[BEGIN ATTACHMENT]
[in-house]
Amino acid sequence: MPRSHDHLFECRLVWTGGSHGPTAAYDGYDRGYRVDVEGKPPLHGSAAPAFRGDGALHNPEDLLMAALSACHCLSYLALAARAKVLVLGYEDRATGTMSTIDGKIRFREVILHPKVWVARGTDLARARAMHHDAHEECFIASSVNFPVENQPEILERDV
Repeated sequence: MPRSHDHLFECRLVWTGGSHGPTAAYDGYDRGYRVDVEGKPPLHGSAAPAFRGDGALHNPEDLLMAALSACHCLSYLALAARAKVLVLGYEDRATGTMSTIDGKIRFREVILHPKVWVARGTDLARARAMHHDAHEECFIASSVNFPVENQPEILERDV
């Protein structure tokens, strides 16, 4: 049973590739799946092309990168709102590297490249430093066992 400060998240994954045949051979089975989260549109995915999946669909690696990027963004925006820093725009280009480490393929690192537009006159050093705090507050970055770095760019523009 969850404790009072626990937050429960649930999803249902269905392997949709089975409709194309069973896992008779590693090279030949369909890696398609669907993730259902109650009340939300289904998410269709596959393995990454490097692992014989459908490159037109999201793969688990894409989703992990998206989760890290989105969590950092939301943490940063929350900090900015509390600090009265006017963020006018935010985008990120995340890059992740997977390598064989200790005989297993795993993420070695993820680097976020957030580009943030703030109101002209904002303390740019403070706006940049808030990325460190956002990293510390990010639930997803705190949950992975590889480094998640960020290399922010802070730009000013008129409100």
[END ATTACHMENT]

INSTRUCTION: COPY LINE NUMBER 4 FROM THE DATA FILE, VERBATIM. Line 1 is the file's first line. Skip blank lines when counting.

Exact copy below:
């Protein structure tokens, strides 16, 4: 049973590739799946092309990168709102590297490249430093066992 400060998240994954045949051979089975989260549109995915999946669909690696990027963004925006820093725009280009480490393929690192537009006159050093705090507050970055770095760019523009 969850404790009072626990937050429960649930999803249902269905392997949709089975409709194309069973896992008779590693090279030949369909890696398609669907993730259902109650009340939300289904998410269709596959393995990454490097692992014989459908490159037109999201793969688990894409989703992990998206989760890290989105969590950092939301943490940063929350900090900015509390600090009265006017963020006018935010985008990120995340890059992740997977390598064989200790005989297993795993993420070695993820680097976020957030580009943030703030109101002209904002303390740019403070706006940049808030990325460190956002990293510390990010639930997803705190949950992975590889480094998640960020290399922010802070730009000013008129409100």